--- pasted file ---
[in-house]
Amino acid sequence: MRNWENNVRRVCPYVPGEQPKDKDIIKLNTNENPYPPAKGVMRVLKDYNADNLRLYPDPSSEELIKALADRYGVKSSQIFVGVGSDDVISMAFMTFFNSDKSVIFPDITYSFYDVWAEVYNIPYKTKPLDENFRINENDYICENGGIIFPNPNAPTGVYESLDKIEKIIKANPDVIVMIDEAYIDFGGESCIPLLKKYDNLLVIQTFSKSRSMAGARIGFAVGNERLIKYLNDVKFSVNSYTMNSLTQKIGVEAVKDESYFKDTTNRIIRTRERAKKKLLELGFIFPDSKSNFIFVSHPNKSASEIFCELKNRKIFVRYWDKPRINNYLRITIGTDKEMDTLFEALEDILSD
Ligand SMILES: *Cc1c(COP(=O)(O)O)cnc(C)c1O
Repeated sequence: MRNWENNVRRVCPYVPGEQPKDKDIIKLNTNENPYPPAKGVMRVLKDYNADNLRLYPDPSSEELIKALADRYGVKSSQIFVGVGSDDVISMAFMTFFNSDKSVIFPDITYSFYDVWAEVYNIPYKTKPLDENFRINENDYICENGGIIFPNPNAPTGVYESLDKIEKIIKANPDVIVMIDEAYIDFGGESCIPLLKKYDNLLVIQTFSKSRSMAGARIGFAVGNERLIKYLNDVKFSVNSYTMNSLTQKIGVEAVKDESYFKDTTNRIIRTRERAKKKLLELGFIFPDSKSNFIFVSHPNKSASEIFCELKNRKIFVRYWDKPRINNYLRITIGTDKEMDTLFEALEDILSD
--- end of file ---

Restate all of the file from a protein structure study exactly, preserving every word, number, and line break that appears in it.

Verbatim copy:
[in-house]
Amino acid sequence: MRNWENNVRRVCPYVPGEQPKDKDIIKLNTNENPYPPAKGVMRVLKDYNADNLRLYPDPSSEELIKALADRYGVKSSQIFVGVGSDDVISMAFMTFFNSDKSVIFPDITYSFYDVWAEVYNIPYKTKPLDENFRINENDYICENGGIIFPNPNAPTGVYESLDKIEKIIKANPDVIVMIDEAYIDFGGESCIPLLKKYDNLLVIQTFSKSRSMAGARIGFAVGNERLIKYLNDVKFSVNSYTMNSLTQKIGVEAVKDESYFKDTTNRIIRTRERAKKKLLELGFIFPDSKSNFIFVSHPNKSASEIFCELKNRKIFVRYWDKPRINNYLRITIGTDKEMDTLFEALEDILSD
Ligand SMILES: *Cc1c(COP(=O)(O)O)cnc(C)c1O
Repeated sequence: MRNWENNVRRVCPYVPGEQPKDKDIIKLNTNENPYPPAKGVMRVLKDYNADNLRLYPDPSSEELIKALADRYGVKSSQIFVGVGSDDVISMAFMTFFNSDKSVIFPDITYSFYDVWAEVYNIPYKTKPLDENFRINENDYICENGGIIFPNPNAPTGVYESLDKIEKIIKANPDVIVMIDEAYIDFGGESCIPLLKKYDNLLVIQTFSKSRSMAGARIGFAVGNERLIKYLNDVKFSVNSYTMNSLTQKIGVEAVKDESYFKDTTNRIIRTRERAKKKLLELGFIFPDSKSNFIFVSHPNKSASEIFCELKNRKIFVRYWDKPRINNYLRITIGTDKEMDTLFEALEDILSD